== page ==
I have a C++ background and I do fully understand and agree with the answers to this question: Why is “using namespace std;” considered bad practice?
So I'm astonished that, having some experience with C# now, I see the exact opposite there:
using Some.Namespace; is literally used everywhere. Whenever you start using a type, you add a using directive for its namespace first (if it isn't there already). I cannot recall having seen a
.cs-file that didn't start with
using System; using System.Collections.Generic; using X.Y.Z; etc....
In fact, if you add a new file via the Visual Studio wizard, it automatically adds some using directives there, even though you may not need them at all. So, while in the C++ community you get basically lynched, C# even encourages doing this. At least this is how it appears to me.
Now, I do understand that using directives in C# and C++ are not exactly the same thing. Also, I do understand that one of the nastiest things you can do with
using namespace in C++, namely putting it in a header file, has no equivalently nasty counterpart in C# due to the lack of a concept of header files and
However, despite their differences, using directives in C# and C++ serve the same purpose, which is only having to type
SomeType all the time, rather than the much longer
Some.Namespace.SomeType (in C++ with
:: instead of
.). And with this same purpose, also the danger appears to be the same to me: naming collisions.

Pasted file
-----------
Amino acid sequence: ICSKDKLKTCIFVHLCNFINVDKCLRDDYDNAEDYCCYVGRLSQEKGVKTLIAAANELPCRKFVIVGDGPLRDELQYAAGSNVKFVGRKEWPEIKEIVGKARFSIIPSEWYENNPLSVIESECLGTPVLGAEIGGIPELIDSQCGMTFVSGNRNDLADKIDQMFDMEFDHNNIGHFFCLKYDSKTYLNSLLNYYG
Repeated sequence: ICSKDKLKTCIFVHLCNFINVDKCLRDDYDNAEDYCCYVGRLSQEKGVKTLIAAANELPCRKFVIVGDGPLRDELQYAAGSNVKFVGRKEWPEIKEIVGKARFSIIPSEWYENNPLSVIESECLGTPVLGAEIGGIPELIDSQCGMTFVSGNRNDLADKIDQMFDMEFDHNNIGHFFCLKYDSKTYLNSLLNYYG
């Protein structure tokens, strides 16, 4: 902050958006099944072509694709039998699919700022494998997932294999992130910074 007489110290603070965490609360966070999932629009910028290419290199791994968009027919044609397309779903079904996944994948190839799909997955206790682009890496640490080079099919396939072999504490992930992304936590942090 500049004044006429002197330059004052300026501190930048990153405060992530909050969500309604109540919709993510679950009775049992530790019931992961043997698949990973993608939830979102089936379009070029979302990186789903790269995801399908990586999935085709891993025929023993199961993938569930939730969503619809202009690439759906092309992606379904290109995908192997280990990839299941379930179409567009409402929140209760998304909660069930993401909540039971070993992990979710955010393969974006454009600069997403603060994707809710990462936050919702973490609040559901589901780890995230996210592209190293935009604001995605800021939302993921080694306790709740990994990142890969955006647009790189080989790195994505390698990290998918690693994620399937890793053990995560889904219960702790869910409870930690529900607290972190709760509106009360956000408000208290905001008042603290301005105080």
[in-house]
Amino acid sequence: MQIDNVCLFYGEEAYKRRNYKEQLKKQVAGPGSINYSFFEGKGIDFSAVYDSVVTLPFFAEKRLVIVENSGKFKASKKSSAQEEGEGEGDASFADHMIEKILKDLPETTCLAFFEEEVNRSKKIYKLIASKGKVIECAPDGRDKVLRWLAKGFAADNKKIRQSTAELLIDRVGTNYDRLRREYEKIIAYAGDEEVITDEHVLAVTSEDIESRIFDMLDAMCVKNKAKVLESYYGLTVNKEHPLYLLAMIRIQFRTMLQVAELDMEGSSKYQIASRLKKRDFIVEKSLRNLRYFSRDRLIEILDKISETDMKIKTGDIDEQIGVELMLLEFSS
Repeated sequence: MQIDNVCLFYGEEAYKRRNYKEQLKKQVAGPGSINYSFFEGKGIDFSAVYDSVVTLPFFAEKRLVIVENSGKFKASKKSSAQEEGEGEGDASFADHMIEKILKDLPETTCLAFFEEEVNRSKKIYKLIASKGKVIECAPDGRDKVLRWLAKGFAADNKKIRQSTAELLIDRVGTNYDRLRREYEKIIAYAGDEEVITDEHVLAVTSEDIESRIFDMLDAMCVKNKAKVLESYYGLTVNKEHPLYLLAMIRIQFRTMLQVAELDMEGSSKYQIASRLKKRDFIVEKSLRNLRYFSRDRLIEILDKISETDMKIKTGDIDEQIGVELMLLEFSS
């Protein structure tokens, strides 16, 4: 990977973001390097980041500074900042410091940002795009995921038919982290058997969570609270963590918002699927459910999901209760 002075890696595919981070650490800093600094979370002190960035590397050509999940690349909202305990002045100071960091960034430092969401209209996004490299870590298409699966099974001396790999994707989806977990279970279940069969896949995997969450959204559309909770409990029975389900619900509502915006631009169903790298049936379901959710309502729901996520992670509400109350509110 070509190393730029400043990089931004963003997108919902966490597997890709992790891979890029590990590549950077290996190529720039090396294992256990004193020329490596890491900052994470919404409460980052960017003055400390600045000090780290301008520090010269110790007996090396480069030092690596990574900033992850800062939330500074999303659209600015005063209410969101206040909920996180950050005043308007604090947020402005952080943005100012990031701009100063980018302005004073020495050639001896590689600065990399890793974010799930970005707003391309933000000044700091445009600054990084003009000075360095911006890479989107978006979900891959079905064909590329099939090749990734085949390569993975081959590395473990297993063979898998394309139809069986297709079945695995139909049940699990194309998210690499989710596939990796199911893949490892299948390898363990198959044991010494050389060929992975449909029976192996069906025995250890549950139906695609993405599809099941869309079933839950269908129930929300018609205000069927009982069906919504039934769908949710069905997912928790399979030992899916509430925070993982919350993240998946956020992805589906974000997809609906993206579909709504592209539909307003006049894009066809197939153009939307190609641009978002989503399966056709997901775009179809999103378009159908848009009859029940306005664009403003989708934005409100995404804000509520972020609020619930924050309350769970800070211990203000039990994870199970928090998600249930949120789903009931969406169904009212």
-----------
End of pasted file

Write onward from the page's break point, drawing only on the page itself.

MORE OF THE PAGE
In the best case this results in a compilation error, so you "only" have to fix it. In the worst case, it still compiles and the code silently does different things than you intended it to do. So my question is: Why (apparently) are using directives considered so unequally bad in C# and C++?
Some ideas of an answer that I have (none of these really satisfy me, though):
Namespaces tend to be much longer and much more nested in C# than in C++ (
System.Collection.Generic). So, there is more desire and more gain in de-noising the code this way. But even if this is true, this argument only applies when we look at the standard namespaces. Custom ones can have any short name you like, in both C# and C++.
Namespaces appear to be much more "fine granular" in C# than in C++. As an example, in C++ the entire standard library is contained in
std(plus some tiny nested namespaces like
chrono) while in C# you have
System.Textetc. So, the risk of having naming collisions is smaller. However, this is only a gut feeling. I didn't actually count how many names you "import" with
using namespace stdand
using System. And again, even if this is true, this argument applies only when looking at the standard namespaces. Your own ones can be designed as fine granular as you wish, in both C# and C++.
Are there more arguments? I'm especially interested in actual hard facts (if there are any) and not so much in opinions.